A third of Cornwall MPs abstained from voting on the bill to legalise gay marriage.
The bill was passed in parliament last night by 400 'ayes' to 175 'noes'. The four Cornwall MPs who voted all did so in favour of the bill which has caused much controversy in the Duchy.
How Cornwall MPs voted:
George Eustice, Conservative MP for Camborne and Redruth: Abstain
Andrew George, Liberal Democrat MP for St Ives: Aye
Stephen Gilbert, Liberal Democrat MP for St Asutell and Newquay: Aye
Sheryll Murray, Conservative MP for Southeast Cornwall: Abstain
Sarah Newton, Conservative MP for Truro and Falmouth: Aye
Dan Rogerson, Liberal Democrat MP for North Cornwall: Aye
In an impassioned speech before the vote Liberal Democrat MP for Newquay and St Austell, Stephen Gilbet, said "I declare an interest: I am a gay man who grew up in a rural part of our country in Cornwall and am from a working-class background.
"I grew up 20-odd years ago in an environment that made it hugely difficult for me to be open, honest and up-front with my family, friends and workmates about the choices I wanted to take in life and the people I wanted to see.
"That was unacceptable 20-odd years ago and it is unacceptable today, but it remains the case for many hundreds of thousands of people across our country."
Wearing a rainbow-coloured tie, the MP continued, "I welcome this historic Bill, which I think will end a form of discrimination and, perhaps more crucially, send a signal that this House values everybody equally across our country.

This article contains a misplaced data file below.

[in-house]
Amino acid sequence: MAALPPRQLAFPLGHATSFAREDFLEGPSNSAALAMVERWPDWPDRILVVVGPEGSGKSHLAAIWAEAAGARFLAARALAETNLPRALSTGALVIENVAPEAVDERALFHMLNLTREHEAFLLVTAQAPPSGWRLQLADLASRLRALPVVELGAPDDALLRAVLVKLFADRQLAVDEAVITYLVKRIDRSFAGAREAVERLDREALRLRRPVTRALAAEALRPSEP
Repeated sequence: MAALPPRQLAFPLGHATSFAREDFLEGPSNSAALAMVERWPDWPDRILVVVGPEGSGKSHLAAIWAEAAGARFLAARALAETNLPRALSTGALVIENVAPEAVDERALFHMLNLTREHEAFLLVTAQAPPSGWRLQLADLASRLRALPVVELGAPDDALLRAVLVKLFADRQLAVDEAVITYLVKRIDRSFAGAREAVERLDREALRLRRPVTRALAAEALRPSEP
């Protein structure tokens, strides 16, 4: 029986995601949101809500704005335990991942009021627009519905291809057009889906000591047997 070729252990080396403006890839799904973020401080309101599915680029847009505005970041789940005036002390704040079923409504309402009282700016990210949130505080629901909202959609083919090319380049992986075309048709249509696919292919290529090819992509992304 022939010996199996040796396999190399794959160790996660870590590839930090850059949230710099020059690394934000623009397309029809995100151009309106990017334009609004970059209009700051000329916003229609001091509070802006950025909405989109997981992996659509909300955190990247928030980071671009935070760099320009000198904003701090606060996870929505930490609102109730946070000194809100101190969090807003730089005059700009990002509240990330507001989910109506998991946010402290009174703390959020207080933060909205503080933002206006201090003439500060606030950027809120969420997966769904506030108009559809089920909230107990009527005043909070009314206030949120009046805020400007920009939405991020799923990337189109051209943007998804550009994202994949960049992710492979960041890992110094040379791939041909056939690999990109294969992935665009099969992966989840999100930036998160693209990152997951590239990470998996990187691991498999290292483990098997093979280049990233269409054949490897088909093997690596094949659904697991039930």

"We know that marriage is an important institution that delivers many benefits, including stability, health and happiness.
"If we recognise those benefits, why would we keep them from some of our neighbours who seek to enjoy them and whose faith allows them to do so?
"We would not tolerate that level of discrimination in any other sphere of life and we should end it tonight in this one.
"Equal marriage will not be the end of the struggle for gay equality, in the same way that delivering the franchise to women and ending apartheid were not the end of those battles.
"However, it will allow us to start asking the right questions and to answer the other problems, and it will send a clear signal that we value everybody equally."
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